After the screening, Alberts, Dustin and I hit the Filmmakers Lounge. We talked to some pretty ladies. I got a coffee and chilled out. Newport Beach Film Festival programmer Leslie Schram Feibleman (another pretty lady) said hello and congratulated me on the sale of Like Crazy. At that moment, Tim Coyne of the Hollywood Podcast approached and asked for an interview. "Sure, when?" I asked. "How about now?" he answered. Technology! You can check out the interview at

We headed back to the Library and met up with Andrea for a screening of U.S. Dramatic Comp film Take Shelter. I had been looking forward to this one for a while. Michael Shannon stars as a paranoid/losing-his-mind Ohio construction worker. You kidding me? I'm in! Shea Whigham co-stars. Man, Shea's good. The film is abstract and fascinating, especially in the first 45 minutes. But at times I felt like I was watching taffy stretch, and I wish it hadn't taken itself so seriously. Expectations were at the very top. Great performances. But a little disappointed.  

Jones hangs out in the Sundance Filmmakers Lounge with Siobhan Mahoney.
Later at the Filmmaker's Lounge, I met up with my friend Deenah. We met at Sundance last year, and I had seen the 25-year-old New Yorker (who also writes for The New Yorker) several times throughout the past year. It's mind-bending to be in the same room in which we met exactly one year previous. Soon, The Woods crew showed up. Team Crazy was also in attendance, but I found myself looking for a change of scenery and atmosphere. After a few drinks, "Woodsman" and Chapman buddy Brian Davila and I played pied pipers and led the group to a house party we had heard was happening. I left Team Crazy behind, not realizing at the time I would not see Dustin again for a while, as he lives in Berlin. Got to go visit. Adios, new great friend!

The house party was packed. But the company was great. We found Max Knies there. Charlie Reff, assistant programmer at Sundance, and his girlfriend, Jacki Sextro of the Director's Bureau, were also there. I was talking with Matthew, and some guy approached, asking if we're here with a film. "Yes, yes, we are." Matthew said. Asked what it is about, Matthew answered without hesitation, "Boots. Like, pointy, snakeskin boots, you know, like with pointy metal tips." It was on. We fed this guy shit as long as he ate it. Not sure why, but it was late, and we were exhausted. "Do you know how many snakes it takes to make one pair of snakeskin boots?" "How many?" "300," I declared. "That's terrible," said the guy. "Are you kidding, that's fucking awesome! Fuck snakes!" I disgustedly spat into the snow. This character I had going was developing nicely. Matthew was barely keeping a straight face. The guy said, "There's another movie about boots. Have you seen Kinky Boots?" "Our movie is nothing like that movie! Please don't mention that movie," an outraged Matthew declared. I was then the one trying to keep a straight face. We went on for another minute or two. I complained that I never got a pair of boots from the set. Matthew apologized and promised to get me a pair. I doubted him. We gave this guy a great show, and he had no clue. No harm. Before leaving, the guy congratulated us on making a movie about what we wanted to make a movie about. "That was fun."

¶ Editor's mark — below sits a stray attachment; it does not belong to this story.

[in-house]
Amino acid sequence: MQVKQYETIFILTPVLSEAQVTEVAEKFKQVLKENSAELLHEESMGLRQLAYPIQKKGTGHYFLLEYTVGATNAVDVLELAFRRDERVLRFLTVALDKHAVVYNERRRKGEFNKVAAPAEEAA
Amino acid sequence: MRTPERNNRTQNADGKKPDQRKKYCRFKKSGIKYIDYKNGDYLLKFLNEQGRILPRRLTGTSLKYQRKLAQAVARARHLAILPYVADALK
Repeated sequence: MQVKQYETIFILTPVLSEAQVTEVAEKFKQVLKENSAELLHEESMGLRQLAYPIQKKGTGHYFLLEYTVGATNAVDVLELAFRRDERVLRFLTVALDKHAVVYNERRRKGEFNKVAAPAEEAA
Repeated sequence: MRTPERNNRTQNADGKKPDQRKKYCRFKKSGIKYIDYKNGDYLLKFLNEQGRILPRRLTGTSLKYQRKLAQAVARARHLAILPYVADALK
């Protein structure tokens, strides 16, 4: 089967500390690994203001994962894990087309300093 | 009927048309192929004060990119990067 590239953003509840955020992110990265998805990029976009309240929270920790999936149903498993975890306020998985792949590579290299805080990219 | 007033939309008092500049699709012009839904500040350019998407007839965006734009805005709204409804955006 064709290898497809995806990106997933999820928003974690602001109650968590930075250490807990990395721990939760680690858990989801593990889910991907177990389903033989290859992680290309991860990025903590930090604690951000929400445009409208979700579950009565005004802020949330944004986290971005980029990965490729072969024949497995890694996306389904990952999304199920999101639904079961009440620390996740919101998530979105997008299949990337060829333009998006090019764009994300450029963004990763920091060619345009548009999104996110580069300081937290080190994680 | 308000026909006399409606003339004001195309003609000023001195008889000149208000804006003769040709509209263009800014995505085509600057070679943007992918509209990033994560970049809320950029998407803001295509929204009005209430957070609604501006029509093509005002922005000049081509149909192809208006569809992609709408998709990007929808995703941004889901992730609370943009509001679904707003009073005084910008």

I hopped in a cab with The Woods crew. Back at their place, Lauren, an attractive, sharp-tongued redhead who appears in The Woods, had me transfixed. The whole gang was a breath of fresh air. We stayed up and talked old Nickelodeon shows. It turned out nobody really cared for Hey, Dude! We talked about mayonnaise. We got silly. Finally, my head hit a pillow, and I was out. Later that morning, as the house slept, I was up. So was Max. We ate. He then caught a plane. See you in September.

It's actually not that hard being social with the right crowd. Especially when you know you're forming families of support and friendship that may carry over into the years to come. I'm sure it would be a lot harder to be a creative genius. 

Next up: seeing some movies and getting some rest. At least one more post to follow before the festival comes to a close!